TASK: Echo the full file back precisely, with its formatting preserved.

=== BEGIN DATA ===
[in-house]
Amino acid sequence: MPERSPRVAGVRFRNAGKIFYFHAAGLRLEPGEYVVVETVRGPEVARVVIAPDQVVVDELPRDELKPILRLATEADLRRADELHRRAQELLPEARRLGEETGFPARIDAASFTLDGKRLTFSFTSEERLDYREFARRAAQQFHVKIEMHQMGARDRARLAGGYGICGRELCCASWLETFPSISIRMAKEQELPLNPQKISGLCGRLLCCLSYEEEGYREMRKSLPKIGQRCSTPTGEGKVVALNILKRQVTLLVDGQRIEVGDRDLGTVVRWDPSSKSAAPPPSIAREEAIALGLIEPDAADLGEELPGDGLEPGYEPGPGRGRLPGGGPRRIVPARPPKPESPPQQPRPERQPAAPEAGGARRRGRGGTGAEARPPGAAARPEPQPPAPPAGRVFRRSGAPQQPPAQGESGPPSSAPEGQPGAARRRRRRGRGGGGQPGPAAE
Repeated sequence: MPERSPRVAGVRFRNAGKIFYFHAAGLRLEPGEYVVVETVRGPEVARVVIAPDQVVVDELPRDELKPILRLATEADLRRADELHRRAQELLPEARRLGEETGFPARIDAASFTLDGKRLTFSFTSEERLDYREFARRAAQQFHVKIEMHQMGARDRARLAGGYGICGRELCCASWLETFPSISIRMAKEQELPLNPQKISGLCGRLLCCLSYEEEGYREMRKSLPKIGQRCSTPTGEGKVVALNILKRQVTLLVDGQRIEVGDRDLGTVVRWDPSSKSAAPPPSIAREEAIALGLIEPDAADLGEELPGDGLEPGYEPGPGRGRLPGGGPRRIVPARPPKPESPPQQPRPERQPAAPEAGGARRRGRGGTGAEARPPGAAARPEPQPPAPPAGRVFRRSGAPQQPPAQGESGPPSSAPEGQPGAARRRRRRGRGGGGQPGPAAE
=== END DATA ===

[in-house]
Amino acid sequence: MPERSPRVAGVRFRNAGKIFYFHAAGLRLEPGEYVVVETVRGPEVARVVIAPDQVVVDELPRDELKPILRLATEADLRRADELHRRAQELLPEARRLGEETGFPARIDAASFTLDGKRLTFSFTSEERLDYREFARRAAQQFHVKIEMHQMGARDRARLAGGYGICGRELCCASWLETFPSISIRMAKEQELPLNPQKISGLCGRLLCCLSYEEEGYREMRKSLPKIGQRCSTPTGEGKVVALNILKRQVTLLVDGQRIEVGDRDLGTVVRWDPSSKSAAPPPSIAREEAIALGLIEPDAADLGEELPGDGLEPGYEPGPGRGRLPGGGPRRIVPARPPKPESPPQQPRPERQPAAPEAGGARRRGRGGTGAEARPPGAAARPEPQPPAPPAGRVFRRSGAPQQPPAQGESGPPSSAPEGQPGAARRRRRRGRGGGGQPGPAAE
Repeated sequence: MPERSPRVAGVRFRNAGKIFYFHAAGLRLEPGEYVVVETVRGPEVARVVIAPDQVVVDELPRDELKPILRLATEADLRRADELHRRAQELLPEARRLGEETGFPARIDAASFTLDGKRLTFSFTSEERLDYREFARRAAQQFHVKIEMHQMGARDRARLAGGYGICGRELCCASWLETFPSISIRMAKEQELPLNPQKISGLCGRLLCCLSYEEEGYREMRKSLPKIGQRCSTPTGEGKVVALNILKRQVTLLVDGQRIEVGDRDLGTVVRWDPSSKSAAPPPSIAREEAIALGLIEPDAADLGEELPGDGLEPGYEPGPGRGRLPGGGPRRIVPARPPKPESPPQQPRPERQPAAPEAGGARRRGRGGTGAEARPPGAAARPEPQPPAPPAGRVFRRSGAPQQPPAQGESGPPSSAPEGQPGAARRRRRRGRGGGGQPGPAAE